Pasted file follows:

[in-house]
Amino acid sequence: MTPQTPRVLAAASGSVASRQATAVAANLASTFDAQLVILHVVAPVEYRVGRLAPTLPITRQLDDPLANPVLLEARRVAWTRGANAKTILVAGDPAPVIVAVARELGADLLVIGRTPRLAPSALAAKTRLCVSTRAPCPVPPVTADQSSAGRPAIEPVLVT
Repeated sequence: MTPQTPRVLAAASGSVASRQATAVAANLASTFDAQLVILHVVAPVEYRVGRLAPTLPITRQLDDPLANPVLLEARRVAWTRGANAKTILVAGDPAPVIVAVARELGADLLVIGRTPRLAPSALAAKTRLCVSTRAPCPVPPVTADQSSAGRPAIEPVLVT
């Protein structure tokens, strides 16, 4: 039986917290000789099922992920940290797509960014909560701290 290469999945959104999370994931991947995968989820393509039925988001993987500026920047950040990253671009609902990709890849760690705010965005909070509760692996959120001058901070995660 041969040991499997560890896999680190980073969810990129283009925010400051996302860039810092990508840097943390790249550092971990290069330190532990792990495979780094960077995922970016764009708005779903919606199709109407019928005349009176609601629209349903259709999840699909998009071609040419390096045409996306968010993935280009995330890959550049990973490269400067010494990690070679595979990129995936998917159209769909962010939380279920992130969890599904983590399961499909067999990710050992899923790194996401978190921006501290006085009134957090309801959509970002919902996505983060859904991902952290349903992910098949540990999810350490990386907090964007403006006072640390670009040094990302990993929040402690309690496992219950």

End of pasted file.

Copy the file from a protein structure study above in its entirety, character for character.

[in-house]
Amino acid sequence: MTPQTPRVLAAASGSVASRQATAVAANLASTFDAQLVILHVVAPVEYRVGRLAPTLPITRQLDDPLANPVLLEARRVAWTRGANAKTILVAGDPAPVIVAVARELGADLLVIGRTPRLAPSALAAKTRLCVSTRAPCPVPPVTADQSSAGRPAIEPVLVT
Repeated sequence: MTPQTPRVLAAASGSVASRQATAVAANLASTFDAQLVILHVVAPVEYRVGRLAPTLPITRQLDDPLANPVLLEARRVAWTRGANAKTILVAGDPAPVIVAVARELGADLLVIGRTPRLAPSALAAKTRLCVSTRAPCPVPPVTADQSSAGRPAIEPVLVT
């Protein structure tokens, strides 16, 4: 039986917290000789099922992920940290797509960014909560701290 290469999945959104999370994931991947995968989820393509039925988001993987500026920047950040990253671009609902990709890849760690705010965005909070509760692996959120001058901070995660 041969040991499997560890896999680190980073969810990129283009925010400051996302860039810092990508840097943390790249550092971990290069330190532990792990495979780094960077995922970016764009708005779903919606199709109407019928005349009176609601629209349903259709999840699909998009071609040419390096045409996306968010993935280009995330890959550049990973490269400067010494990690070679595979990129995936998917159209769909962010939380279920992130969890599904983590399961499909067999990710050992899923790194996401978190921006501290006085009134957090309801959509970002919902996505983060859904991902952290349903992910098949540990999810350490990386907090964007403006006072640390670009040094990302990993929040402690309690496992219950």